How to Dry and Store Your Homegrown Herbs [Five Ways]

A bright green basil plant ready to be harvested.

You've spent all summer growing herbs. Learn when to harvest them for the best flavor, then use one of these five methods to dry your homegrown herbs and store them so you can use them all winter long. How to harvest, dry and store your homegrown herbs.

How to dry and store homegrown herbs

There's always room to tuck in an herb plant here and there, no matter how much or how little space you have. 

If all you have is a patio or even a windowsill, herbs grow well in containers and pots and don't take up much space at all

I've been using my homegrown herbs fresh all summer as well as drying them for use over the winter.

This year I am drying and storing lemon balm, catnip, basil, calendula flowers, rosemary, rose petals, thyme, paprika and cayenne peppers, and more.

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There are many ways to dry herbs, and I think I've used them all at one time or another. 

All of them are easy. The only special equipment used is a dehydrator, but I'm going to show you several ways to dry your homegrown herbs without a dehydrator.

When to harvest herbs

Whichever method you use to dry your herbs, harvest your plant material in the morning to retain all the scent and flavor, after the dew has dried.

If you're harvesting leaves, do so before the herbs begin to flower. 

By cutting your herbs back several times over the summer you'll prolong the growing season. As soon as herb plants flower and produce seeds, the plants won't be focused on producing leaves any longer.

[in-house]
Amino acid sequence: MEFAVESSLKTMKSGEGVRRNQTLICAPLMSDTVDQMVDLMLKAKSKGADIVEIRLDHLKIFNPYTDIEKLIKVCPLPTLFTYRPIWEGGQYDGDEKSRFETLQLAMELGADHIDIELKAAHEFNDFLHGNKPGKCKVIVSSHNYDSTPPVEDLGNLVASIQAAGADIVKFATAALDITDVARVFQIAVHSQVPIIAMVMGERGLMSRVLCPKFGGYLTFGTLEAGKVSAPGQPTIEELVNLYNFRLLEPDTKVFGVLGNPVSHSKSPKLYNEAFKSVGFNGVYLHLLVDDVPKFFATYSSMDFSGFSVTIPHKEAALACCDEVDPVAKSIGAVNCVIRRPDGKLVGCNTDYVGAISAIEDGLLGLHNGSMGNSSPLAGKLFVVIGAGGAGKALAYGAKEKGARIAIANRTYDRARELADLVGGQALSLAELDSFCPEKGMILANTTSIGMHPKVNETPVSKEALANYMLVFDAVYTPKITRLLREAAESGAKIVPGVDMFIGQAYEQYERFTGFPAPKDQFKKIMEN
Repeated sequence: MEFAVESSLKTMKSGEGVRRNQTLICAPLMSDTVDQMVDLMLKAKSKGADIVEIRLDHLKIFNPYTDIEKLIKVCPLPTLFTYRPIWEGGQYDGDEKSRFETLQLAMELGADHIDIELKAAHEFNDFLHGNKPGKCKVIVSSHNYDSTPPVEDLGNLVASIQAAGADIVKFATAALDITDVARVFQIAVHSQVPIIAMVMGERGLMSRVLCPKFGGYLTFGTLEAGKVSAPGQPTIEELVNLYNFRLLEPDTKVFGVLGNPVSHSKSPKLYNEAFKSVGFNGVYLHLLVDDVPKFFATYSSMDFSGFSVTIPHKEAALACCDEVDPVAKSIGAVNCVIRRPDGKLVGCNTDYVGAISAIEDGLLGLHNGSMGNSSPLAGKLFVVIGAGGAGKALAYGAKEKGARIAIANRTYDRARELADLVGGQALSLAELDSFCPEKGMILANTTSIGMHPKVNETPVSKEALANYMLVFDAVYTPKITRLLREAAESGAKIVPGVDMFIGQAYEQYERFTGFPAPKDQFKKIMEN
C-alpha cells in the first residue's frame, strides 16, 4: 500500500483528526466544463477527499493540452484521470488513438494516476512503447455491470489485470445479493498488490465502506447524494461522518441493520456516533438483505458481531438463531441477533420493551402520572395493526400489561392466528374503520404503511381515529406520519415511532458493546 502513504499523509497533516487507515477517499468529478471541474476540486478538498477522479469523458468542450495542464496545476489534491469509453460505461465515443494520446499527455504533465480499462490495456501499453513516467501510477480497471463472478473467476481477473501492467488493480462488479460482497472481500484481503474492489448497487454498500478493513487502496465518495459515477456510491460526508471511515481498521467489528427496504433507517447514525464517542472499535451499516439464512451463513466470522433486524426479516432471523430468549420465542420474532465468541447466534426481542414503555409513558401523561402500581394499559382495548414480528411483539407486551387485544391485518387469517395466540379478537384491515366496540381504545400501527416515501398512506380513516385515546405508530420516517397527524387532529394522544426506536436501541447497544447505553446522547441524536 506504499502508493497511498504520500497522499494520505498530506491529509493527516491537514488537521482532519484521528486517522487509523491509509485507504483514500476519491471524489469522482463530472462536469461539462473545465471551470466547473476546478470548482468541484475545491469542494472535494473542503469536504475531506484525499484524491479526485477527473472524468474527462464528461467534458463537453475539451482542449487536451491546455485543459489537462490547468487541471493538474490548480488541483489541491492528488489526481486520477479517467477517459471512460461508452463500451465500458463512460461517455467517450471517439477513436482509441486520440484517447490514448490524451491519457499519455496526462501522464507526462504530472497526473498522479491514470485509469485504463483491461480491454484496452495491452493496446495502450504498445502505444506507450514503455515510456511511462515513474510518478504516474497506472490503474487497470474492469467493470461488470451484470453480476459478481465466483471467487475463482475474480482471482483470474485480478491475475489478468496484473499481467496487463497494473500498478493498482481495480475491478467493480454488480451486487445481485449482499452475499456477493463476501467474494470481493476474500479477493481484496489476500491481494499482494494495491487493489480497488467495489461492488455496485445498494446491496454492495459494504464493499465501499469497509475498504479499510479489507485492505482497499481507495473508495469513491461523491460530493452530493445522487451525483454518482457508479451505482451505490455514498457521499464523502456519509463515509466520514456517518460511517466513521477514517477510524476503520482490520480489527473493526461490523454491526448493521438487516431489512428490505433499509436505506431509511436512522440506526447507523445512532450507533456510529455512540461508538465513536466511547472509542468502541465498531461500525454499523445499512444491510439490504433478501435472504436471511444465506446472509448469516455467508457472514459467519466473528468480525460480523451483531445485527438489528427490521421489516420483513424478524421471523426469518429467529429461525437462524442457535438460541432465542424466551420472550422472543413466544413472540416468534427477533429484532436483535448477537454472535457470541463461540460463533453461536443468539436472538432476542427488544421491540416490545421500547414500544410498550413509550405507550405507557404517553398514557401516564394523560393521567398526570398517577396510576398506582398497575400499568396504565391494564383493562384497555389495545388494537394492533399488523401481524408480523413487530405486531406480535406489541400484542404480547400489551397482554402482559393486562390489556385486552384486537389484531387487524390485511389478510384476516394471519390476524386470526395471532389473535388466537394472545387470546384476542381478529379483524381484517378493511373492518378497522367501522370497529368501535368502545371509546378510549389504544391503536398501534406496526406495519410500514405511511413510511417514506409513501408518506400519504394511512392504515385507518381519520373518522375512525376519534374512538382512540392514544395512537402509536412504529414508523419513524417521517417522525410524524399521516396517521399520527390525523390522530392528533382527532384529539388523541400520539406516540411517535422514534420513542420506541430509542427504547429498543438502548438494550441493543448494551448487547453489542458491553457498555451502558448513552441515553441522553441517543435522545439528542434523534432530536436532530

By pruning your plants regularly you'll have  plenty of leaves to use and to dry to use over the winter.

After cutting, remove any dirt, wilted leaves, bugs, and so on from your herbs. 

For most of the following methods, you'll strip the clean, dry leaves from the stems, and lay them in a single layer to dry.

Five methods to dry your homegrown herbs

Use one of these five methods to dry your herbs. 

  • Hang them to dry
  • Dehydrating
  • Oven-drying
  • The "redneck dehydrator"
  • Air drying

Only one of them requires a dehydrator!

Hang bundles of herbs to dry

For this method though, you don't strip the leaves from the herb stems. 

Instead, cut the stems off of your plants, tie several stems together with string, and hang them in a warm, dry, well-ventilated place until dry.

If you don't have a convenient beam from which to hang your herb bundles, take a look at this hanging herb dryer frame.

Small bundles work best, allowing air to circulate around each stalk.

Several stems of lavender hanging on a wall to dry.

How to dry herbs in a dehydrator

To dry your homegrown herbs in a dehydrator, lay the clean, dry herbs on your dehydrator rack and dry at the lowest temperature possible. I use my L'equip dehydrator that has a thermostat I can adjust.

Many dehydrators often only have one heat setting, or a choice of Low and High heat. The lower the heat setting you can use to dry herbs, the better.

For very small-leaved herbs such as thyme, set a fruit leather sheet on the tray before adding your herb leaves so they won't fall through the openings in the tray.

Catnip plants flowering in the herb garden

How to dry herbs in your oven